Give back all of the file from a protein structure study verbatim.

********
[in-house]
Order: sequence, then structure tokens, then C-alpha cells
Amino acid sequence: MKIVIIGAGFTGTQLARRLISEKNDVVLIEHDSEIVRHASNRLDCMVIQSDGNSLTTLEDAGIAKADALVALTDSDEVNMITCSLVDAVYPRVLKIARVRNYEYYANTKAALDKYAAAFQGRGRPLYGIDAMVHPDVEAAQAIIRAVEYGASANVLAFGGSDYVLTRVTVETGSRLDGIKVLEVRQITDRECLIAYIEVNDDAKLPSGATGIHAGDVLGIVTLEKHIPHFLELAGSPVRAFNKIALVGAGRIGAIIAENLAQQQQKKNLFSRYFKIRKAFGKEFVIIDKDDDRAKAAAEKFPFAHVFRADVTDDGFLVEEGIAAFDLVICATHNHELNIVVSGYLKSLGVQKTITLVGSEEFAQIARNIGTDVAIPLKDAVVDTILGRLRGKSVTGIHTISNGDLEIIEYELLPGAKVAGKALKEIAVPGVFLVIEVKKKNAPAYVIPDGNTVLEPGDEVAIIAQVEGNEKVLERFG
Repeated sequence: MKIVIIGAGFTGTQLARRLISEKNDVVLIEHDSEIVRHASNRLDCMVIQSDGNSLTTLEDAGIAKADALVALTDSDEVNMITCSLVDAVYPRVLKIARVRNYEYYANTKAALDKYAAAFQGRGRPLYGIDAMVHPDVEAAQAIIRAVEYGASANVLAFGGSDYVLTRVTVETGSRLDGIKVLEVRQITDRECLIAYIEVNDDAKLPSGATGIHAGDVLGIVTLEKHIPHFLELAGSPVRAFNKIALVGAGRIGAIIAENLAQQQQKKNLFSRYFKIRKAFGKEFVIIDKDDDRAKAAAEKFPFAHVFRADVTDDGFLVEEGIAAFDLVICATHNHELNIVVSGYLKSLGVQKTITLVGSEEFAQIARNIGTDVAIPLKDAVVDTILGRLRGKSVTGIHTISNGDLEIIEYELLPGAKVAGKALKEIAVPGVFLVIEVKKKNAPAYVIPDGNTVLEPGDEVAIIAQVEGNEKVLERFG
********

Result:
[in-house]
Order: sequence, then structure tokens, then C-alpha cells
Amino acid sequence: MKIVIIGAGFTGTQLARRLISEKNDVVLIEHDSEIVRHASNRLDCMVIQSDGNSLTTLEDAGIAKADALVALTDSDEVNMITCSLVDAVYPRVLKIARVRNYEYYANTKAALDKYAAAFQGRGRPLYGIDAMVHPDVEAAQAIIRAVEYGASANVLAFGGSDYVLTRVTVETGSRLDGIKVLEVRQITDRECLIAYIEVNDDAKLPSGATGIHAGDVLGIVTLEKHIPHFLELAGSPVRAFNKIALVGAGRIGAIIAENLAQQQQKKNLFSRYFKIRKAFGKEFVIIDKDDDRAKAAAEKFPFAHVFRADVTDDGFLVEEGIAAFDLVICATHNHELNIVVSGYLKSLGVQKTITLVGSEEFAQIARNIGTDVAIPLKDAVVDTILGRLRGKSVTGIHTISNGDLEIIEYELLPGAKVAGKALKEIAVPGVFLVIEVKKKNAPAYVIPDGNTVLEPGDEVAIIAQVEGNEKVLERFG
Repeated sequence: MKIVIIGAGFTGTQLARRLISEKNDVVLIEHDSEIVRHASNRLDCMVIQSDGNSLTTLEDAGIAKADALVALTDSDEVNMITCSLVDAVYPRVLKIARVRNYEYYANTKAALDKYAAAFQGRGRPLYGIDAMVHPDVEAAQAIIRAVEYGASANVLAFGGSDYVLTRVTVETGSRLDGIKVLEVRQITDRECLIAYIEVNDDAKLPSGATGIHAGDVLGIVTLEKHIPHFLELAGSPVRAFNKIALVGAGRIGAIIAENLAQQQQKKNLFSRYFKIRKAFGKEFVIIDKDDDRAKAAAEKFPFAHVFRADVTDDGFLVEEGIAAFDLVICATHNHELNIVVSGYLKSLGVQKTITLVGSEEFAQIARNIGTDVAIPLKDAVVDTILGRLRGKSVTGIHTISNGDLEIIEYELLPGAKVAGKALKEIAVPGVFLVIEVKKKNAPAYVIPDGNTVLEPGDEVAIIAQVEGNEKVLERFG